But the fire was too hot, too intense, too fierce. And he stopped short.
Again the Beautiful God closed his eyes, took a deep breath, and ran toward the blaze.
Again the pyre proved too hot, too fierce. And the god stopped short.
One time more, one more time, Beautiful God closed his eyes, breathed deeply, ran.
And stopped short.
And once again, one more time, again tried the beautiful god. And again could not.
The gods murmured among themselves and the Beautiful God was ashamed, for his heart had not been strong enough and he could not leap into the fire to become the new Sun. And the gods again asked themselves who among them would agree to become the new Sun.
And from far back, from the edge of the crowd of gods came forth the least of them, Nanahuatzin, the Ulcerous One, the ugly god, hunch-backed and crippled, his skin mottled with sores. And poor, he was. His loin cloth, his cape were of coarse maguey weave. His headdress was of amate paper. His tools of sacrifice were only black maguey spines. To catch his blood, he had balls of dry grasses. Too poor to afford even common copal, he had only chips of the bark. The gods murmured among themselves.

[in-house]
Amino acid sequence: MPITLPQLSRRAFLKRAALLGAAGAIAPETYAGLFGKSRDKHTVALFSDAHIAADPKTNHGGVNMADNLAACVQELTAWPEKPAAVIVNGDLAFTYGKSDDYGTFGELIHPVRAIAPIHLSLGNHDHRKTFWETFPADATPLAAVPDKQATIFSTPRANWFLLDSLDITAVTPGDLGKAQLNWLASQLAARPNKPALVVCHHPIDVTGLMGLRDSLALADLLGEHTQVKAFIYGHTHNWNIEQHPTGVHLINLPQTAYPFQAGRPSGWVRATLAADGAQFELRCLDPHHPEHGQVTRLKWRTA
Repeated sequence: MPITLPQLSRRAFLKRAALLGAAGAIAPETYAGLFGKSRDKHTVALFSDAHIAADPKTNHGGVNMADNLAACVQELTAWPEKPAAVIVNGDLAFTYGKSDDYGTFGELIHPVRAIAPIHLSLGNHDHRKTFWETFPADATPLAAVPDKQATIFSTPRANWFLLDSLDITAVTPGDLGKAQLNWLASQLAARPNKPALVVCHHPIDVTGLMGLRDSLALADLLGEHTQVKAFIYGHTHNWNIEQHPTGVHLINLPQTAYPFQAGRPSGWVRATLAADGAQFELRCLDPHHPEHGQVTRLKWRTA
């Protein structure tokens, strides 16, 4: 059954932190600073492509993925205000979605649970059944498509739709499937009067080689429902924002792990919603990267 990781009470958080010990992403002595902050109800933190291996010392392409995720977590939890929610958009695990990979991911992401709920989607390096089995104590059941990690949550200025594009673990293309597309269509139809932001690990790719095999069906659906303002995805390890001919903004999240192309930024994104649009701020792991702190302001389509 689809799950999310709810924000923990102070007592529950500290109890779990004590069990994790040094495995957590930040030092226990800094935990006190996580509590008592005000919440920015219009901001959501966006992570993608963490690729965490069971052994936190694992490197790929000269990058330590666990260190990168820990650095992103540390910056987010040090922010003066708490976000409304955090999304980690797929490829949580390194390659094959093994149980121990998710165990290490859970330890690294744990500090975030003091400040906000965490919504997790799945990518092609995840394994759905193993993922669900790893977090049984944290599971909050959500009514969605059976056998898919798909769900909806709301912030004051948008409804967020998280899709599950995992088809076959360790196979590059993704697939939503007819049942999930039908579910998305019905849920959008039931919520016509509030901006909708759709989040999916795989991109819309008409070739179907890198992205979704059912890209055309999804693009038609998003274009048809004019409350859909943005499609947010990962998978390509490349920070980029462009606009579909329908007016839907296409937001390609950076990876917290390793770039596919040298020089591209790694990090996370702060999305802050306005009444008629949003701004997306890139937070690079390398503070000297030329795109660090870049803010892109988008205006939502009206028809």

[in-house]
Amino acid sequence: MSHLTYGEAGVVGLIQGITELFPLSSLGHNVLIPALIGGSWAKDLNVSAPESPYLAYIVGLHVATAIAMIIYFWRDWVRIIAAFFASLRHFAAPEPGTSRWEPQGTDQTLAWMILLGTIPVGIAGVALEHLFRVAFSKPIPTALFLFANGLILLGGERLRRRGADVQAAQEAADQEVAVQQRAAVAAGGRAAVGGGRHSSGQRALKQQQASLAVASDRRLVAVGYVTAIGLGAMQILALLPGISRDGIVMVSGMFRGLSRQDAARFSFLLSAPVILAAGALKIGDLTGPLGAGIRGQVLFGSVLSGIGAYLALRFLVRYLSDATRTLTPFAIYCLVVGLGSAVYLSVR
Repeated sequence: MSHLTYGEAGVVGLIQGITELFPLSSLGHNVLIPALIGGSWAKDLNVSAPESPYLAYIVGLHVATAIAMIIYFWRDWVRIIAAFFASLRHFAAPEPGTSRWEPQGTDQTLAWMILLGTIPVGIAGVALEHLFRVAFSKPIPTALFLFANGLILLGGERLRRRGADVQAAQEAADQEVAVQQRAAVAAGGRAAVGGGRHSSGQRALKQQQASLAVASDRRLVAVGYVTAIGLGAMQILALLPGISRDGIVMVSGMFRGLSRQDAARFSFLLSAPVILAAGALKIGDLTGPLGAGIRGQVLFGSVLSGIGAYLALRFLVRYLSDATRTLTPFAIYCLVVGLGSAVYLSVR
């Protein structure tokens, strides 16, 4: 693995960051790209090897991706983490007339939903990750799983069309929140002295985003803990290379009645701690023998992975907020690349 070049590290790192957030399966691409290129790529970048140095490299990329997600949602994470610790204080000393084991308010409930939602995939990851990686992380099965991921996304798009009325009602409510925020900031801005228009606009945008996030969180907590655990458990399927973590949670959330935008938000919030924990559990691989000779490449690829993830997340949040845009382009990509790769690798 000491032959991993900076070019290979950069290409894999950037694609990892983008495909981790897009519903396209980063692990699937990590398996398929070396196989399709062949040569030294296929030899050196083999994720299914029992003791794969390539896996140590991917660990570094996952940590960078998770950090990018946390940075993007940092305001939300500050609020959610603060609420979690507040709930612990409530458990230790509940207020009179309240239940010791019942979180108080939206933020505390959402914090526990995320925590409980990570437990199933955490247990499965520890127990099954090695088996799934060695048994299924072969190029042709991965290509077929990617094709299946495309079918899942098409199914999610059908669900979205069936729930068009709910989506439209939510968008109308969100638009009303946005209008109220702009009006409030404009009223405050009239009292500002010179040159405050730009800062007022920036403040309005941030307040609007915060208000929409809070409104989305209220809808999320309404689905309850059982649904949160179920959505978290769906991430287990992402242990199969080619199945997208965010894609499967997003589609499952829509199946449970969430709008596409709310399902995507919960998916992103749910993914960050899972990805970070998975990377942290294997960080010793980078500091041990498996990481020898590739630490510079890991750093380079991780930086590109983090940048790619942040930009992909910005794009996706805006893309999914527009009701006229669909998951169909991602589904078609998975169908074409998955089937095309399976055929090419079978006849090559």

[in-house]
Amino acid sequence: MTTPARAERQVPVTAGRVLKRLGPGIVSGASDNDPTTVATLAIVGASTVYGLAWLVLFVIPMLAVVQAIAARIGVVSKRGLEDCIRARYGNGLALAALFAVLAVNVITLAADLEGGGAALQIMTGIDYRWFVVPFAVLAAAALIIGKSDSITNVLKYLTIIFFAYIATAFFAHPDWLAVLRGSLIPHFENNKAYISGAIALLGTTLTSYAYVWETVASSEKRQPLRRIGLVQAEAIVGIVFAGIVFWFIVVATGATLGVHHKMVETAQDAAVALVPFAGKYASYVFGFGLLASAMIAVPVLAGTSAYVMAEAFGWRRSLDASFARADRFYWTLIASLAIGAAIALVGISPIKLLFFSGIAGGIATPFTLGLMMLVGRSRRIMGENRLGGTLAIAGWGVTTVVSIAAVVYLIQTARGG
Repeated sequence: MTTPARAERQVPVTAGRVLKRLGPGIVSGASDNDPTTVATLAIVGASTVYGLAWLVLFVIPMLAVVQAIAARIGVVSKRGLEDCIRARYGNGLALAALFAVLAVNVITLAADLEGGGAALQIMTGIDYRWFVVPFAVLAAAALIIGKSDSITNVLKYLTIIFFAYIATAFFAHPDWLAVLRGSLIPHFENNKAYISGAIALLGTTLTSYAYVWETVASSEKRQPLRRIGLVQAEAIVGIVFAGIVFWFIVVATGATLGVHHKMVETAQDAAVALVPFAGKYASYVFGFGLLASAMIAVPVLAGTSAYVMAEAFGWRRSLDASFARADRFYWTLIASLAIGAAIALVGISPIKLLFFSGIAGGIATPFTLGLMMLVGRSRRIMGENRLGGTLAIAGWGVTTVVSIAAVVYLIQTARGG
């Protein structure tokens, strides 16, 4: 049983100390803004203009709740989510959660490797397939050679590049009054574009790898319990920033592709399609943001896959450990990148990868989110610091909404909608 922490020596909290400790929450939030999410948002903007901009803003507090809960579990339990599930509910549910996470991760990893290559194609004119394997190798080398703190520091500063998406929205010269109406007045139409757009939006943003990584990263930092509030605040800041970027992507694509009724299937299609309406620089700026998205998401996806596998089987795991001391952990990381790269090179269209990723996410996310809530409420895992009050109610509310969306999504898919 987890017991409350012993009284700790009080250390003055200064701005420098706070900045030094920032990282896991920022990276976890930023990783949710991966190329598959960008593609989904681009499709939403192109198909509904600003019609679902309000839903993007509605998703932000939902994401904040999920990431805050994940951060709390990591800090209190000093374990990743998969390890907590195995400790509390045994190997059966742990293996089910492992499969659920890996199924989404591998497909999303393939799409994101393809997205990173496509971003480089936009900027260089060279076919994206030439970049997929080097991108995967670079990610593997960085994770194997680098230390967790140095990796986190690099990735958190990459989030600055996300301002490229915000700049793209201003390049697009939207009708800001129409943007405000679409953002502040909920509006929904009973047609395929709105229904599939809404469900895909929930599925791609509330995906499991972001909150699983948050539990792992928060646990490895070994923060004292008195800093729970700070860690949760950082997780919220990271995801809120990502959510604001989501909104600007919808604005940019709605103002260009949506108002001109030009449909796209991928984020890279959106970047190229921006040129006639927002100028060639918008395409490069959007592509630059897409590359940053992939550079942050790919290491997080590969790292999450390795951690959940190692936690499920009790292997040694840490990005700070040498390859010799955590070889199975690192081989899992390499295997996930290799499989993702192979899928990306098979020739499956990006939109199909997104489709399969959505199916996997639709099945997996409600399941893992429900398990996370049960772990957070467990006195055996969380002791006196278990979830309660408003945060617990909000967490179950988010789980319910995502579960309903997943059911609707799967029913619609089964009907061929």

But he said, “I will go into the fire.” For four full days he said his prayers to the Earth; pierced his tongue, his ears, his penis with his thorns; caught the blood in his balls of grass; and offered them to the Holy Mother. He took his chips of copal bark, placed them on a hot coal and the feebly perfumed smoke rose to the skies.
He closed his eyes. He took a deep breath. He ran.
------with his heart in his throat,
-------------------------------------he leapt into the fire.
The flames rose higher. They sputtered. They roared. They leapt. They sparked and they fumed. Sparks swirled up into the sky. Embers and coals shot out from the blaze. And the fire threatened to break its bounds, to lick its red and gold tongues into the grasses and shrubs of the land.
But, seeing this, the eagle swooped down from the sky and with its wings swept the burning embers back into the fire. But the live coals tumbled onto the grass and, seeing this, the jaguar scraped them back with his paws and rolled upon them to put out their flame. From that moment forth, the tips of the eagle’s wings are charred black and the skin of the jaguar is marked where he was burned by the embers.
The fire still rose, higher and higher. And for many days the gods watched and prayed not knowing from whence the Sun would come until the sky reddened in the east and from the center of the flames rose the heart of the least of the gods all ablaze and brilliant and flaming.